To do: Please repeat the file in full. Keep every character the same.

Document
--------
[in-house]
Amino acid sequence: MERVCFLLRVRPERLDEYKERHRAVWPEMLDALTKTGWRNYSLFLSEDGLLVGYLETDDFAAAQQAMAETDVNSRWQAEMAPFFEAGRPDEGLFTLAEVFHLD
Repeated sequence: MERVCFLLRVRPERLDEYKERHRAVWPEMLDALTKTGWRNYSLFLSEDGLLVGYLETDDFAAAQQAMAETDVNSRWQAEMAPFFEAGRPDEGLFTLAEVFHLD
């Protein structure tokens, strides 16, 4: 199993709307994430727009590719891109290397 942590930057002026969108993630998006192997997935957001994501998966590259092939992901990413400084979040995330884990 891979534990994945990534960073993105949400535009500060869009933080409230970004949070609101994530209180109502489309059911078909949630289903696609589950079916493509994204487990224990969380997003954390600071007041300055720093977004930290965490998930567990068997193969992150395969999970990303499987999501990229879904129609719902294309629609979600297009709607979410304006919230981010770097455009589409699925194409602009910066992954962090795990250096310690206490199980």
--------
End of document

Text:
[in-house]
Amino acid sequence: MERVCFLLRVRPERLDEYKERHRAVWPEMLDALTKTGWRNYSLFLSEDGLLVGYLETDDFAAAQQAMAETDVNSRWQAEMAPFFEAGRPDEGLFTLAEVFHLD
Repeated sequence: MERVCFLLRVRPERLDEYKERHRAVWPEMLDALTKTGWRNYSLFLSEDGLLVGYLETDDFAAAQQAMAETDVNSRWQAEMAPFFEAGRPDEGLFTLAEVFHLD
């Protein structure tokens, strides 16, 4: 199993709307994430727009590719891109290397 942590930057002026969108993630998006192997997935957001994501998966590259092939992901990413400084979040995330884990 891979534990994945990534960073993105949400535009500060869009933080409230970004949070609101994530209180109502489309059911078909949630289903696609589950079916493509994204487990224990969380997003954390600071007041300055720093977004930290965490998930567990068997193969992150395969999970990303499987999501990229879904129609719902294309629609979600297009709607979410304006919230981010770097455009589409699925194409602009910066992954962090795990250096310690206490199980």